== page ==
Laos dam disaster leaves 24 dead, scores missing

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ATTAPEU, Laos (AP) — Rescuers searched Wednesday for scores of villagers left missing when part of a newly built hydroelectric dam broke in southeastern Laos, flooding the surrounding countryside and killing at least 24 people, officials said.

Thousands of people lost their homes when the South Korean-built dam gave way on Monday, flooding surrounding villages.

Hundreds took shelter in nearby towns, traveling by bus and pickup trucks and sleeping on plastic sheeting.

"The water came so quick we just left the house and ran away," said Phon Vuongchonpu, whose family of 12 fled as the floodwater rose to roof level. "We've lost everything: motorbike, furniture our cows and pigs."

Bounyong Phommachak, a Red Cross official, said 24 bodies had been recovered and 96 people were officially listed as missing. He said by phone that about 6,600 people had been displaced from their homes.

China's state news agency, Xinhua, which maintains one of the very few foreign news bureaus in Laos, reported that Lao Prime Minister Thongloun Sisoulith said at a news conference that 131 people were missing and the homeless totaled 3,060. He did not give a death toll.

The discrepancies in the tolls could be due to difficult communications and heavy rains in the area which have hampered rescue efforts.

Photos and videos posted on social media showed people sitting on rooftops to escape the surging water, while others were carried to safety or rescued by boat.

One of five auxiliary earth-fill dams at the project began visibly weakening on Friday, said Korea Western Power, one of two South Korean partners in the hydroelectric project.

SK Engineering & Construction, the other Korean joint venture partner, said the top of the dam was swept away Sunday as workers were struggling to control the damage amid heavy rain. The situation worsened on Monday as water cascaded out of the reservoir, flooding seven out of 12 villages in the area, SK E&C said. It was helping to evacuate and rescue residents and sent its president and a team of 30 people to the disaster zone.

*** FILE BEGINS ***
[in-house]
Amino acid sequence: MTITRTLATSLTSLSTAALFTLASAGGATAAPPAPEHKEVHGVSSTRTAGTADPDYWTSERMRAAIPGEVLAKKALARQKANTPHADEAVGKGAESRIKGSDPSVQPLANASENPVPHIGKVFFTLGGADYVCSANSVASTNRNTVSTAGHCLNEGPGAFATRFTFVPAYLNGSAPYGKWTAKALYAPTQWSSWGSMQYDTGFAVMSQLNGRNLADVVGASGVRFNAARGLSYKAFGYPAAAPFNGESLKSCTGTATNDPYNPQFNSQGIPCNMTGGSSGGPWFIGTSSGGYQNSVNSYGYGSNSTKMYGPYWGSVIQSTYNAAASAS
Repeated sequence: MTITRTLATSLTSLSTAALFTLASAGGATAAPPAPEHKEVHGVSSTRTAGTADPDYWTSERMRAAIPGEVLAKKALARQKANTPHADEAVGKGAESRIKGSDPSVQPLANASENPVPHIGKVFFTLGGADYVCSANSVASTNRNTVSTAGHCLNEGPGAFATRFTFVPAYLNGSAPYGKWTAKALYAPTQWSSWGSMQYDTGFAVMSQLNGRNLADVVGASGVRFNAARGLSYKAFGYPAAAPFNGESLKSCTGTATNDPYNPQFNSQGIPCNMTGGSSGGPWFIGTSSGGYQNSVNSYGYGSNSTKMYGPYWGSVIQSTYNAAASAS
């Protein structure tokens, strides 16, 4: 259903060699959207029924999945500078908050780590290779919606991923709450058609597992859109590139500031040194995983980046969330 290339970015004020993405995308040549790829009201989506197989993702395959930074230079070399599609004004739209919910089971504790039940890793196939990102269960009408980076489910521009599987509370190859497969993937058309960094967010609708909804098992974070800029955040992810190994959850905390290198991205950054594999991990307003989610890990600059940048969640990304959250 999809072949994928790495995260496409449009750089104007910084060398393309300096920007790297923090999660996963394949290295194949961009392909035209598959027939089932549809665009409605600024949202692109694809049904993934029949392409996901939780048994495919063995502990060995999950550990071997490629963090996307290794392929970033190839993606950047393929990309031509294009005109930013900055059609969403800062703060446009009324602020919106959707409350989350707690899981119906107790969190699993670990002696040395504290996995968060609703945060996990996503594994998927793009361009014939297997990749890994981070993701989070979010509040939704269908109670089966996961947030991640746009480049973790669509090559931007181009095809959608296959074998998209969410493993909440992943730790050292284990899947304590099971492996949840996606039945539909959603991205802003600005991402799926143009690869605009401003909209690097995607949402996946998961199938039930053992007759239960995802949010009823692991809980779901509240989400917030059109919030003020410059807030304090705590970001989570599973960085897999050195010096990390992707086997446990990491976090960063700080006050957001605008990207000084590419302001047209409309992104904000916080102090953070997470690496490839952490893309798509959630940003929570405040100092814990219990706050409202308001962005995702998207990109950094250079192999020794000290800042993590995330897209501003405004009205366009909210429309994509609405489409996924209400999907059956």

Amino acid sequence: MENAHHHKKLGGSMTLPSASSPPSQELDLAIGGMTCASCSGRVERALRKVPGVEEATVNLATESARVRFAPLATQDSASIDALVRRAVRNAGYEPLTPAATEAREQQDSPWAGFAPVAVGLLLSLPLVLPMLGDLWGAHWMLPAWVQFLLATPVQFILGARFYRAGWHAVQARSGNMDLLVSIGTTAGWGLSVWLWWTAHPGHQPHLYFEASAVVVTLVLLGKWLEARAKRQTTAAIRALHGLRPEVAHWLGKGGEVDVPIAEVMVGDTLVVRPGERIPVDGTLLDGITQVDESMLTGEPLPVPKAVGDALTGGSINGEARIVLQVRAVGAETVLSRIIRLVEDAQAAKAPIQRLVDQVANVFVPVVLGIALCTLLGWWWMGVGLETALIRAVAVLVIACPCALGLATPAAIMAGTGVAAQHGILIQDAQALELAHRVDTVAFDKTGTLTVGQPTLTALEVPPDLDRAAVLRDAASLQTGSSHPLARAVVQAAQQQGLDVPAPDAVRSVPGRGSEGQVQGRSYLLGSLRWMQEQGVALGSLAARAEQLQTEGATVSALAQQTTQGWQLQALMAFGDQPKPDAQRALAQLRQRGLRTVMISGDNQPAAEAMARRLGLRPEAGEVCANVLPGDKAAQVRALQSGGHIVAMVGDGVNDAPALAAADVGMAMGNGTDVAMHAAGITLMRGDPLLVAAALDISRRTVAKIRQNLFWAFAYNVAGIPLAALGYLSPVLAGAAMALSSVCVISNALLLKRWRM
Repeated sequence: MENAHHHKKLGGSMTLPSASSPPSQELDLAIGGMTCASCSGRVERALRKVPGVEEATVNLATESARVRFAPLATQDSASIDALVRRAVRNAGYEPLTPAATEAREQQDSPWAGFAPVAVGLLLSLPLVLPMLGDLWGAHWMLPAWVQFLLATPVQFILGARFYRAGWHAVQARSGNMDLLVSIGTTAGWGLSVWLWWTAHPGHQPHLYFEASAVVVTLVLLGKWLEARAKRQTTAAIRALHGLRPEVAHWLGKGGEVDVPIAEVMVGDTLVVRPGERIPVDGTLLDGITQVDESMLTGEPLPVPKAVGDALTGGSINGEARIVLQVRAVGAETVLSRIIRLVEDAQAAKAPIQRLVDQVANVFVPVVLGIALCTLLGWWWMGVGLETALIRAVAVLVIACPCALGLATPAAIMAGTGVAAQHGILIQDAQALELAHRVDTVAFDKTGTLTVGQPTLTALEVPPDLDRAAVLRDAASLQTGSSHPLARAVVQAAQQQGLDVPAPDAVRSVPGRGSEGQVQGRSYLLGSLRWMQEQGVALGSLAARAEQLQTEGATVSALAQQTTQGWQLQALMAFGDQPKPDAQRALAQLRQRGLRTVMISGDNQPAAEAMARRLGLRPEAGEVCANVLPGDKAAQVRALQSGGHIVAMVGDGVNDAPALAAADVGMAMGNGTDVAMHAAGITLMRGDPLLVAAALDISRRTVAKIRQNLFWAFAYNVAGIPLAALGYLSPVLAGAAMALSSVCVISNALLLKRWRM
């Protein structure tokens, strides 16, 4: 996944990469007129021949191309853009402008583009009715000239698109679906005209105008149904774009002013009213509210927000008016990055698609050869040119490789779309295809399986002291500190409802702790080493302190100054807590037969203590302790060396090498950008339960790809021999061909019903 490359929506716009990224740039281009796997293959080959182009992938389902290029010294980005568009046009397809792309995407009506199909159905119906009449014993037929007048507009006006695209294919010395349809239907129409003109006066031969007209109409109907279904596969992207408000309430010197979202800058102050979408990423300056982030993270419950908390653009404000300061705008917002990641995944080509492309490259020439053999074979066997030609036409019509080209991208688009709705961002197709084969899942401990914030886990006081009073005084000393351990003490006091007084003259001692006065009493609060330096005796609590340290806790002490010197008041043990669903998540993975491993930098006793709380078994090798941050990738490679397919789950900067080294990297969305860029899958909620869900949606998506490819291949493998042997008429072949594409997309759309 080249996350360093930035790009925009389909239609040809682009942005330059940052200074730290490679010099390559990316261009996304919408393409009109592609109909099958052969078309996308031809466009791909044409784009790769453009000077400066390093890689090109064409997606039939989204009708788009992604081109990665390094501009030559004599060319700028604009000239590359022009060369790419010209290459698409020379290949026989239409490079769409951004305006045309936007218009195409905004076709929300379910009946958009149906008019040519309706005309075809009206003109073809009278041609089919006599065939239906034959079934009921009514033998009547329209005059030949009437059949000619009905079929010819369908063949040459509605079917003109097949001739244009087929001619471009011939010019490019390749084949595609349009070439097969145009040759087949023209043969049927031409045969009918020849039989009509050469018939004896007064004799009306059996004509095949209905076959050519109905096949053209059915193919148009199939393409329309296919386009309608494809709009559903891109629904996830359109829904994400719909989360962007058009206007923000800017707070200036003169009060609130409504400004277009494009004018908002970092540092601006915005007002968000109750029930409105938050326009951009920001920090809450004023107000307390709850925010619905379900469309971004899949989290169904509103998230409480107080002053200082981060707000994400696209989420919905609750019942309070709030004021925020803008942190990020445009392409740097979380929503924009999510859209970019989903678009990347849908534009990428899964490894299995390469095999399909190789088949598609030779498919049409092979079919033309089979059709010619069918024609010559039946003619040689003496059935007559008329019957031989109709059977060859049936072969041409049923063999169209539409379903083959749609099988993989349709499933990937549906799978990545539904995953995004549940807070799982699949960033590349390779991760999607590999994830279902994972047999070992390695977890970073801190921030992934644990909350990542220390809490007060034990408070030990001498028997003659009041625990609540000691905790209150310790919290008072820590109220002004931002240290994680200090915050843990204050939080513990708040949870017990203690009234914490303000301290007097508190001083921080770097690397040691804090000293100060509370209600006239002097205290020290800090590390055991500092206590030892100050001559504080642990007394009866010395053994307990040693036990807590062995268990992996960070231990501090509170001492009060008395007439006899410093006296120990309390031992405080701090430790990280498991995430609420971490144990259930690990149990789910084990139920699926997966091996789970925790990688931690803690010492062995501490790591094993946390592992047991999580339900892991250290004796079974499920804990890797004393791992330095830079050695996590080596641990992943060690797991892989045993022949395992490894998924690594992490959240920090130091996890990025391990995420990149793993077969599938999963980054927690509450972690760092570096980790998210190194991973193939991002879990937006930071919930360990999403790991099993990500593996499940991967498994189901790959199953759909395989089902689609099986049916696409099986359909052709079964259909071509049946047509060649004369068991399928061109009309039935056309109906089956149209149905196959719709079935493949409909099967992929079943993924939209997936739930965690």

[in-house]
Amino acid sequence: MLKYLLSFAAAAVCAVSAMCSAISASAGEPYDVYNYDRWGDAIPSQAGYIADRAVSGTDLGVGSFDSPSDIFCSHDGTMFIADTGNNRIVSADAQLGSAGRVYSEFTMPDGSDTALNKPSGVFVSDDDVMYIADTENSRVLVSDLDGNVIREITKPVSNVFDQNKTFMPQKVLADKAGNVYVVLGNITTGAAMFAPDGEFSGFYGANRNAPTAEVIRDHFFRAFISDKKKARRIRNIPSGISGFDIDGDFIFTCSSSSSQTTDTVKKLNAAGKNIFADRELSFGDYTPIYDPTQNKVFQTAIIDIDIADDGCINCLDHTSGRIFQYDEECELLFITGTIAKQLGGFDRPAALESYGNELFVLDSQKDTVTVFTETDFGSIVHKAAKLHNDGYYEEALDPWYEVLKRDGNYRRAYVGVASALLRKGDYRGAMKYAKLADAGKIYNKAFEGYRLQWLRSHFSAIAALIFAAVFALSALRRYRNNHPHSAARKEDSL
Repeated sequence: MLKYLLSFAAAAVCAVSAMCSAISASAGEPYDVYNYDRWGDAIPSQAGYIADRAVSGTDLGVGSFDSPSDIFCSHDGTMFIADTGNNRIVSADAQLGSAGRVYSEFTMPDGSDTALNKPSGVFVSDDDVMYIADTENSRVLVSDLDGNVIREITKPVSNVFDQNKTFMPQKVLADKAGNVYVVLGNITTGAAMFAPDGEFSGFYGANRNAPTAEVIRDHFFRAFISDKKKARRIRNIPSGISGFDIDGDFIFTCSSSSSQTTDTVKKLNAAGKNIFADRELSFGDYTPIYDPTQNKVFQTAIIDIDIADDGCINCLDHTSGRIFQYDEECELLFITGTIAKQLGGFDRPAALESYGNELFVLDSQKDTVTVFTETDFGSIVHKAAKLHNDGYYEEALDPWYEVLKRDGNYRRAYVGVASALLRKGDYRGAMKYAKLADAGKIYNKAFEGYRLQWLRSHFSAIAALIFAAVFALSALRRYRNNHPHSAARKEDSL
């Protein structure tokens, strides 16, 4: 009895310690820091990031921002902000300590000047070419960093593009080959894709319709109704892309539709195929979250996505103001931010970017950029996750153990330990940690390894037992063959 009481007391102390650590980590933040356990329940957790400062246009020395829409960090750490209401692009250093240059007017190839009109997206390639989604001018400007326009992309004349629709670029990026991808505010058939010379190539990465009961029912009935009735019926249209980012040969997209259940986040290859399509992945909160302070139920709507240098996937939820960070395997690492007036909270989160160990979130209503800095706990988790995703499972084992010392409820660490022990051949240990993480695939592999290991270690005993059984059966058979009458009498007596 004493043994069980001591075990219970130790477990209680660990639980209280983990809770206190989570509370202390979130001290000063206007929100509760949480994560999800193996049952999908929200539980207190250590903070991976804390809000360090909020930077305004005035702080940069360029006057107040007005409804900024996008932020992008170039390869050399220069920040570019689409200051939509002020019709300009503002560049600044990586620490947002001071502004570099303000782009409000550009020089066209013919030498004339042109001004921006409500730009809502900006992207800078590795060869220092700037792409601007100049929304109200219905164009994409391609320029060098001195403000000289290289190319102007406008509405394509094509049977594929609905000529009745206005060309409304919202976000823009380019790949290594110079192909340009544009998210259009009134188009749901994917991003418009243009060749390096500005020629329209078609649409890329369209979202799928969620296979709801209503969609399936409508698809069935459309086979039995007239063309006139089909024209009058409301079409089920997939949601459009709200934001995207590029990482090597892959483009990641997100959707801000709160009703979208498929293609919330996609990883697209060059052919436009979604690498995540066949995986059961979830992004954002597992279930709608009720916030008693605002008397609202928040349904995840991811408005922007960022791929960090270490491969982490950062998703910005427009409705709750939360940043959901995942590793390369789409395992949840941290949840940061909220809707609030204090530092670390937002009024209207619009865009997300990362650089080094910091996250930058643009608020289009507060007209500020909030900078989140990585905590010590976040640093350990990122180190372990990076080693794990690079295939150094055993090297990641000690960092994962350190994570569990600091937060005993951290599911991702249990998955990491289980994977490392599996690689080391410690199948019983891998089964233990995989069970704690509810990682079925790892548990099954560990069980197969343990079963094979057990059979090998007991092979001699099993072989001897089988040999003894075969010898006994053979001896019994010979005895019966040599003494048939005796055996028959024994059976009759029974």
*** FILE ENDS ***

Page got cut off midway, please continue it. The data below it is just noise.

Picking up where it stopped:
Continued heavy rain and strong winds forecast for the area could hinder rescue efforts, and risks from flooding persisted in the mountainous region. A report by the intergovernmental Mekong River Commission said storms had caused water levels along the river to rise by 3-5 meters (9-15 feet) in the past week.

Provincial authorities issued a call for emergency aid, and residents in Paksong were streaming to the evacuation shelter bringing food, as doctors attended to those needing help.

"I feel safe here, but worry for my husband and son who are still in the village," said Tem Namsakhunpiraded, who escaped the floodwaters with three of her children and a 6-month-old grandchild.

The International Red Cross said food was a concern because village food supplies were drenched in the flooding. It was arranging for water purification units to be sent to the area to ensure supplies of clean drinking water.

The presidential office in South Korea said President Moon Jae-in had ordered an emergency relief team to help with the disaster.

The $1.02 billion project encompassing several river basins in a remote corner of southeastern Laos is the first hydroelectric dam to be built by a South Korean company, and it was unclear how severe the damage would be to the overall plan. The dam was due to begin operating in 2019, with 90 percent of the power generated going to Thailand.

Shares of companies affiliated with SK E&C sank on Wednesday on concerns over potential costs for compensation and other financial setbacks from the disaster.

Laos has dozens of hydroelectric projects under construction and plans for sales of power to neighboring countries, now accounting for about a third of its exports, to grow substantially.

But dam building along the Mekong River and its tributaries, including those affected by this disaster, has raised concerns over environmental impact and other problems.

International Rivers, a nongovernmental group generally critical of such projects, said the catastrophe showed the need to improve warning systems.

"With over 70 hydropower projects currently built, under construction and planned across Lao PDR — most of them owned and operated by private companies — authorities must immediately review how dams are being planned, designed and managed," the group said in a statement.


Associated Press writers Tong-hyung Kim and Youkyung Lee in Seoul, South Korea, contributed to this report.

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